Stanford develops new electronic gloves

- Nov 28, 2018-

On November 26, 2018, Stanford engineers developed an electronic glove containing a sensor, and it is expected to give the robotic arm the flexibility that humans consider to be ideal in the future.

In a paper published in Science Robotics, academician of the National Academy of Engineering and professor of chemical engineering at Stanford University, Bao Zhennan and his team demonstrated that the sensor can allow the robot arm to hold and not squirt delicate and fragile berries and ping pong ball. Bao Zhenan said that the sensor at the fingertips of the glove can simultaneously simulate two key properties of human flexibility: the strength and direction of the pressure.

She said: "This technology has helped us move the way to the robot to bring the sensory capabilities found in human skin one day in the future."

Researchers are perfecting technology to support their automatic control of sensors. But if it can be achieved, the sensor wearing the glove will be able to flexibly hold the egg with the thumb and forefinger without crushing or falling off.

This electronic hand is designed to simulate the human skin layer as a way of working together to give us extraordinary flexibility. The outer skin is filled with “sensors” (sensory nerves) that detect pressure, heat and other stimuli.

The “touch sensors” of the fingers and palms are especially rich. This "sensor" works with a skin sub-layer called the spinous layer.

The spinous layer in front of the basal layer of the skin is critical. When our fingers touch an item, the outer layer of the skin will be closer to the spine. The sensory nerve at the top of the spinous layer will be able to perceive a slight touch. More intense stress will force the outer layer of the skin closer to the spinous layer, triggering more sensory nerves, triggering a stronger touch.

But measuring pressure strength is only part of the function of the spinous layer. This uneven skin sublayer also helps to illustrate the direction of pressure or shear. For example, when a finger pushes north, the southern slope of the “hill” of the spinous layer will produce a strong signal.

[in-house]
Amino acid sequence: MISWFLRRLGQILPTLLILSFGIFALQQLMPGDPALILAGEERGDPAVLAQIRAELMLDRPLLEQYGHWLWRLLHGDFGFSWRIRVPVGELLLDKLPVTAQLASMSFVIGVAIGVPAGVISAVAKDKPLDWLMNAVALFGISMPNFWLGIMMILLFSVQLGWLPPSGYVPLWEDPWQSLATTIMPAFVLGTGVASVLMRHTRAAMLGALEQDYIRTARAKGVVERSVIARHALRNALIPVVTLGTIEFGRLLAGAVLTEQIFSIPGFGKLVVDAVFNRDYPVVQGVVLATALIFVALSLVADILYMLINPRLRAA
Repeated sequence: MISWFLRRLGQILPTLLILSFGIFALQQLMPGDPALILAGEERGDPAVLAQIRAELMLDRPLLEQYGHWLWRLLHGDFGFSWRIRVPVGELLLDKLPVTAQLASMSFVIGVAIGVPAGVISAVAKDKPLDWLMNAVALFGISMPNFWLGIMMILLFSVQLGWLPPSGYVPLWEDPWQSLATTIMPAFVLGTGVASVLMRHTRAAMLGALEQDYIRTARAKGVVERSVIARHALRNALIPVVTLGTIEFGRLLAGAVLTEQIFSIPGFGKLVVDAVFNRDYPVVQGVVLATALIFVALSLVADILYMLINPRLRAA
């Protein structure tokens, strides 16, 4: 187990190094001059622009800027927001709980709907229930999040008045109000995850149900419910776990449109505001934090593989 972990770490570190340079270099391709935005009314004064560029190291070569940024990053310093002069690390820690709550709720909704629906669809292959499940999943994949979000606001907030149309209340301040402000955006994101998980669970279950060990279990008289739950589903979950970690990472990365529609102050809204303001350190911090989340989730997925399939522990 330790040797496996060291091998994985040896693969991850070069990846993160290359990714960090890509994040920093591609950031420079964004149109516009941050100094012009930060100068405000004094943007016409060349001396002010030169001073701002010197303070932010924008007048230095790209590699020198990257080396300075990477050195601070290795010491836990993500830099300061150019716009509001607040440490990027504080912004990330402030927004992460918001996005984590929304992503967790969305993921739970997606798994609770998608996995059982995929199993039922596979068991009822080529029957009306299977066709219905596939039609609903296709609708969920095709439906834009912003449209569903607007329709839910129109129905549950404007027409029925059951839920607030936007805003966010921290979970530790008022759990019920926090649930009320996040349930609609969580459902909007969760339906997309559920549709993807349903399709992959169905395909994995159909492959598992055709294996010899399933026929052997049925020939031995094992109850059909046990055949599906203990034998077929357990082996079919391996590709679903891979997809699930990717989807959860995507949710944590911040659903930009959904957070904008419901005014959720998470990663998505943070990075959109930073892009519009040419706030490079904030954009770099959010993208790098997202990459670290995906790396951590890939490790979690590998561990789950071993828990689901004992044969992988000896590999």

For us humans to hold an egg gently and firmly with the thumb and forefinger, this shearing power has played a significant role. Clementine Boutry and Marc Negre led the development of electronic sensors that mimicked this human mechanism. Each sensor on the fingertip of the robot glove consists of three flexible layers. The top and bottom layers are electrically active, with rubber insulation in the middle, which work together.

The researchers laid a grid of wires on each of the opposing surfaces and rotated them perpendicular to each other to create a dense array of small sensing pixels. They also make the bottom layer as bumpy as the human skin.

The intermediate rubber insulator can simply keep the top and bottom electrodes spaced apart. But this separation is critical because electrodes that are close but not in contact can store electrical energy.

When the robot finger presses down and pushes the upper electrode toward the bottom layer, the stored electrical energy increases. The “hills” and “valleys” on the ground floor provide a way to map pressure intensity and direction to specific points in the vertical grid, just like human skin.

To test the technique, the researchers embed a three-layer sensor on the fingertips of a rubber glove and put it on the robot's hand. Their ultimate goal is to embed the sensor directly into the skin-like covering of the robotic arm.

In one experiment, the research team made the robotic hand wearing electronic gloves gently touch the berries (without pressure). They also use sensors to detect the appropriate shear forces to hold the table tennis (not falling off) and to move and lift the table tennis.

Bao Zhennan pointed out that through proper programming, the robotic hand wearing the touch glove can perform repetitive tasks, such as picking up eggs from the conveyor belt and putting them into the carton.

In addition, this technology can help robotic assisted surgery because precise touch control is critical to surgery. But Bao Zhennan's ultimate goal is to develop an advanced glove that automatically applies the proper force and safely handles the object without prior programming.

She pointed out: "We can program a robotic hand to make it touch the berries and blast. But we have a long way to go before we can touch and detect that it is a berry and let the robot pick it up."